Dear Fat-Shaming ND Woman,
I understand your concern about the health of American children and childhood obesity. I understand that you feel you need to take a stand on a holiday that is all about the candy. Having struggled with obesity all of my life, I really wish that I had learned and appreciated the benefits of healthy eating and the dangers of fat, sugar, and salt earlier in my life. I disagree, however, with your fat-shaming tactic.
Handing out candy to some children, the thinner, and in your estimation, more deserving children while handing out fat-shaming letters to children you alone determine are carrying a bit too much weight, is absolutely disgraceful. You should be ashamed of yourself. Does it make you feel better about yourself to pick on children you view as moderately obese? What have they done to earn your ire? I have to wonder what is wrong with a person who has to make themselves feel superior by picking on children?
I think it would be one thing if you refused to hand out candy to all of the children, but by choosing to hand it out to some and not to others because they are what you view as moderately obese, is wrong. Are you a medical professional? Are you a nutritionist?
It is people like you who have gone out of their way to make me feel bad about myself my entire life. Don’t you think that overweight children feel badly enough about themselves without being singled out by you?
You do not know a particular child’s situation. Maybe the child you view as obese has another medical problem and candy has nothing to do with it. Maybe they will simply grow out of it. Maybe that child has recently lost weight and their parents are trying to teach them to be responsible about candy and other treats. Having the treats around and learning eat them sparingly and in moderation is a good lesson to learn. Who are you to try to supersede a decision a parent might make about their child?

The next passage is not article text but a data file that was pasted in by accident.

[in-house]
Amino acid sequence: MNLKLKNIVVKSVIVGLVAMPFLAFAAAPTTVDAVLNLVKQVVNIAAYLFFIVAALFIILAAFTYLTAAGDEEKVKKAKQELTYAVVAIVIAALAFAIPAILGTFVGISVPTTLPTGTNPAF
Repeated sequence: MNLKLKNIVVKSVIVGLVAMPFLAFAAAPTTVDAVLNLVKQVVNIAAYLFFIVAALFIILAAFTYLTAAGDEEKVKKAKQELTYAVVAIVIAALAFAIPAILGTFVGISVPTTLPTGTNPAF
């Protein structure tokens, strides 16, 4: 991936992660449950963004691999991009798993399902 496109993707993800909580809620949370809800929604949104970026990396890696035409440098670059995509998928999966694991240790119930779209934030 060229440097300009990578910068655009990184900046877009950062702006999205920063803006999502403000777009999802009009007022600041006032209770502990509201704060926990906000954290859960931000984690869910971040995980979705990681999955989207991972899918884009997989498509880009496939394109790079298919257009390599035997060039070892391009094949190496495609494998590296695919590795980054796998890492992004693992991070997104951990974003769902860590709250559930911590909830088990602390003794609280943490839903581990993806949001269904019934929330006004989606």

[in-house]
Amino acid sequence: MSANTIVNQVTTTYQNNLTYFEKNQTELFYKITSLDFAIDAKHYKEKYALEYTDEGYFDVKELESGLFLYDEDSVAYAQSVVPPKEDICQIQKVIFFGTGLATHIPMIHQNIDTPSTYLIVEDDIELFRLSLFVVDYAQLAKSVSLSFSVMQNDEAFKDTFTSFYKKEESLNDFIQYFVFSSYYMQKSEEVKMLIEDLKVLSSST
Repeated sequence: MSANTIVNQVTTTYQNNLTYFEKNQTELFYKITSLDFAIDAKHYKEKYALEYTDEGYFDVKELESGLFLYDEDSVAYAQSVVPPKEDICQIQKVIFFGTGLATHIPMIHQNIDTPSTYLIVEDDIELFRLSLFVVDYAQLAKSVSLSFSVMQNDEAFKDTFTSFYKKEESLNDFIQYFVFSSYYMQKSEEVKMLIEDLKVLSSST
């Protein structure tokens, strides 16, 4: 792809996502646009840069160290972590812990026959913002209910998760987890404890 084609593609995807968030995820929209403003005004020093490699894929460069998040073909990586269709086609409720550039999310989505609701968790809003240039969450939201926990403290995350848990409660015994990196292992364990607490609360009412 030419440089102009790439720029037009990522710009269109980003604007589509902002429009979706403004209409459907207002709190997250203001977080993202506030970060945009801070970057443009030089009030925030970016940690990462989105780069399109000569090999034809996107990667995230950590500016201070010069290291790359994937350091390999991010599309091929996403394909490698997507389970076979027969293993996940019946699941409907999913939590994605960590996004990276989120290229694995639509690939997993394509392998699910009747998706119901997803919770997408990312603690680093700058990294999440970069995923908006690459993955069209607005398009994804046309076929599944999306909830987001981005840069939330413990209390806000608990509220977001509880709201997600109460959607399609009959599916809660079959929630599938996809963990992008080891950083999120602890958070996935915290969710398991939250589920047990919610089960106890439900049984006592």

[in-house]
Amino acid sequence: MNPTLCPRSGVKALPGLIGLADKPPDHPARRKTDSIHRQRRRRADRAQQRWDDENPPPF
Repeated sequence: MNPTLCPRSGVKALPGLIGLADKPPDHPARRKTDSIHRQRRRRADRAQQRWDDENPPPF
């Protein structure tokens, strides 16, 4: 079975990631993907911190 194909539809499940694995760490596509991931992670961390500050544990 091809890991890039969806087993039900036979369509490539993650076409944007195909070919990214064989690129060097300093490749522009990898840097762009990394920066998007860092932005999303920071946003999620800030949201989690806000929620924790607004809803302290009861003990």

There are many ways to attack childhood obesity without attacking the child or their family. I will give you some positive suggestions that can encourage good food behavior instead of attacking children with your divisive fat-shaming letter.
- Do not hand out candy at all. Keep your door shut and do not give candy to any kids.
- Work with a local farmers market to hand out a coupon for a piece of fruit. You pay for the coupons and hand them out to kids in lieu of candy.
- Hand out silly, cheap toys instead. Buy a big bag of plastic spiders or something.
- Hand out tiny boxes of raisins.
- Hand out pencils.
- Hand out erasers in fun shapes.
- Hand out Playdoh.
- Hand out glow in the dark sticks – kids love these!
- Hand out balloons.
- Hand out fun cards with puzzles or pictures that they can color in.
- Hand out crayons.
You can do any number of things that does not involve handing out candy laden with sugar and fat, and does not include a fat-shaming letter. You can then feel secure that you are doing your part to combat childhood obesity by not handing out fattening treats. You will also have the added benefit of not being viewed as an evil, horrible, judgemental, self-righteous witch that the village now wants to burn at the stake.
The Skinny Girl Inside.